It’s beginning to feel a lot like … Christmas? Well, not exactly if you are in the unexpectedly toasty south-central U.S. on Saturday.
Dec. 25 could be the warmest in more than 50 to 100 years for parts of that region, according to Accuweather.
“Dallas, Houston, Oklahoma City and Tulsa, Oklahoma, Little Rock, Arkansas, and Memphis, Tennessee, all stand to match or top the record high for Dec. 25. this Saturday,” AccuWeather Senior Meteorologist Brett Anderson said. He added:
- Highs in the 70s and 80s, which will saturate the region, are more typical of early to mid-October.
- Record highs could be toppled in Memphis and Tulsa in particular – 76 in Memphis in 1889 and 73 in Tulsa in 1922.
- Christmas Eve was a sizzler in Texas. Wichita Falls hit 91 for the first time in the month of December. Galveston broke a daily record of 78, and Houston tied a daily record of 82 set in 1948.
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A month of ‘rare’ warm weather
December has already been a far-from-frosty month for much of the central and southern Plains and across the Rockies and Mississippi Valley.
While temperatures 5-10 degrees higher than average are not totally uncommon for a few days, Accuweather said, temperatures 10-12 degrees over an extended period – especially for an entire month – are “downright rare.”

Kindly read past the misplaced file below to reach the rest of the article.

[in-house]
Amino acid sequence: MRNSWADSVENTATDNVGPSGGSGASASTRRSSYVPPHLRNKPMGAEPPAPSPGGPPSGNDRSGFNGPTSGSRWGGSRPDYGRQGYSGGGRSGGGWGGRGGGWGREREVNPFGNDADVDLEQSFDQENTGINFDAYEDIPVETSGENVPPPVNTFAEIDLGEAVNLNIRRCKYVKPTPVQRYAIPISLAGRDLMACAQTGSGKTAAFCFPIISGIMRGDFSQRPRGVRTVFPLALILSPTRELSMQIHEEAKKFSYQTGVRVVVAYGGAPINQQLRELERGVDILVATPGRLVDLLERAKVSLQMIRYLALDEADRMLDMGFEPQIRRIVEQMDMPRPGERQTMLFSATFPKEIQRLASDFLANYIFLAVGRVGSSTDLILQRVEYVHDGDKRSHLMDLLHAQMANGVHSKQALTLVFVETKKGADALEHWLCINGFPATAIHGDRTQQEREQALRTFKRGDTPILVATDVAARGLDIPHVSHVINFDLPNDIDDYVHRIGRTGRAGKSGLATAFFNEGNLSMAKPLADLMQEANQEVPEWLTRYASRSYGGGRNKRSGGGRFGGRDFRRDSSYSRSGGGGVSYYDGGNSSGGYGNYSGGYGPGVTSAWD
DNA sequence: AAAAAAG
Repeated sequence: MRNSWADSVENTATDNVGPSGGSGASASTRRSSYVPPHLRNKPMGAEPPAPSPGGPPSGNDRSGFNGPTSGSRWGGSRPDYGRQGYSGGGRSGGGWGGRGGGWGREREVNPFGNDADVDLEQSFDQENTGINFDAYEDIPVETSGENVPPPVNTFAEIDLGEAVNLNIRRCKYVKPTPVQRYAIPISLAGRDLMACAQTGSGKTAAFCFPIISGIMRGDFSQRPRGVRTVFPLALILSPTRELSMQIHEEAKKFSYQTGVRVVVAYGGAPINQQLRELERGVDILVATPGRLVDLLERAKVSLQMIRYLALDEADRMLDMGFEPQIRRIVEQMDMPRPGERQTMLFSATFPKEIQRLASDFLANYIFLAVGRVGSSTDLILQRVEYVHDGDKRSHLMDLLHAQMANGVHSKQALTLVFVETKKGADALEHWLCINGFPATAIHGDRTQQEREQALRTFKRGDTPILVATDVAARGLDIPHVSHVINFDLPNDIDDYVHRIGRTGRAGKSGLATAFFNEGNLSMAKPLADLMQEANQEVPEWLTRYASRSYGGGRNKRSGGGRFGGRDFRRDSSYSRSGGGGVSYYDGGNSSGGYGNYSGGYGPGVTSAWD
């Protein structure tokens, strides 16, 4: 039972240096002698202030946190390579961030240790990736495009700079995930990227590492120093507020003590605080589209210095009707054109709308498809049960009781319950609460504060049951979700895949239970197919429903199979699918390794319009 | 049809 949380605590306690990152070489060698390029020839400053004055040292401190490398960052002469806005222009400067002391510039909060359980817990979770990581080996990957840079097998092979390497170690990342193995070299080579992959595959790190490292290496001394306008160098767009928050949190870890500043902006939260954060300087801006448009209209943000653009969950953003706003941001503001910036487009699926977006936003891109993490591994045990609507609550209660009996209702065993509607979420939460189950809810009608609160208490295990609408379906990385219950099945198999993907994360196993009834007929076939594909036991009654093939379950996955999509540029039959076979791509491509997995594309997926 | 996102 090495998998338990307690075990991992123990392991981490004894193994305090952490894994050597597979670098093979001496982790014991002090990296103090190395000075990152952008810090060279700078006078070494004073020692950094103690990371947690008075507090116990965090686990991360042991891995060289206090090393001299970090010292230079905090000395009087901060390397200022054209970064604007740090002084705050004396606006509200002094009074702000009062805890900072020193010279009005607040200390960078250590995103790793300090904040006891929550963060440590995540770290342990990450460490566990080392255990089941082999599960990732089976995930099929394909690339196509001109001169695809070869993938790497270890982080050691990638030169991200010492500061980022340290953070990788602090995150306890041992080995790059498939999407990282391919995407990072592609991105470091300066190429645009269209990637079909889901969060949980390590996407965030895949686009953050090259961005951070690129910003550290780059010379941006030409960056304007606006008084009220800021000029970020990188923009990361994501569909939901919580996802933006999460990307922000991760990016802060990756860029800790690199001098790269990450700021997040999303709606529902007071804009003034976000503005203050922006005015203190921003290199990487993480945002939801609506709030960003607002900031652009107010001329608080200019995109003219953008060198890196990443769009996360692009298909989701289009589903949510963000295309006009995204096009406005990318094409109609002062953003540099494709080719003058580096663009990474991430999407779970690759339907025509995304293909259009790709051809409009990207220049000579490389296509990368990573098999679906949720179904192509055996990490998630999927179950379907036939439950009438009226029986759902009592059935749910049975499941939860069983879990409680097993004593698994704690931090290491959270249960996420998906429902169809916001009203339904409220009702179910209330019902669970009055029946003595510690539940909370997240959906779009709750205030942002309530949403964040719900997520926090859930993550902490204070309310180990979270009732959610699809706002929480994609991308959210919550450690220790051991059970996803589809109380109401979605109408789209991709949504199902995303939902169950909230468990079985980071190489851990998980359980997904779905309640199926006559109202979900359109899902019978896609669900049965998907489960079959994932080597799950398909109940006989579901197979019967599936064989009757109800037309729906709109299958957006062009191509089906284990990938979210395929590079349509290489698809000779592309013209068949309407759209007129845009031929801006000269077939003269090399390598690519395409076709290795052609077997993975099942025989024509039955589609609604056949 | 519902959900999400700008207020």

Many cities in the south-central U.S. could surpass their warmest December on record, Accuweather predicted: Dallas, Houston, New Orleans, St. Louis, Kansas City and Chicago.
Along with the mild temperatures came a renewed risk of wildfires. The Weather Service in Dallas said “elevated fire danger will exist on Friday and Saturday (Christmas Eve and Christmas Day) due to a combination of breezy southwest winds, low humidity and the recent rainfall deficit.”
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Wind gusts upward of 60 mph in Arizona, New Mexico and northern Texas swept the region, Accuweather reported. Magdalena, New Mexico, reported a peak gust of 68 mph.
Wet weather in the West; winter storms loom in the Northwest
Meanwhile, unrelenting wet weather battered a wide area from the California coast to Arizona in the days before Christmas. Both Flagstaff and Phoenix, Arizona, recorded rainfall totals of at least an inch within 24 hours. Phoenix had its wettest Christmas Eve in 80 years, Accuweather reported.
Winter was not missing in action everywhere. Multiple potent storms are expected to pummel the Northwest in the days after Christmas, Accuweather said, with a wintry mix of rain, snow and ice that could trigger travel troubles.
“On the heels of the sneaky, slippery snow event for parts of the Northeast and New England Thursday night into early Friday, a couple more quick-hitting waves of low pressure will cause some wintry concerns through the weekend into early next week,” AccuWeather Meteorologist Dean DeVore said.
Contributing: Doyle Rice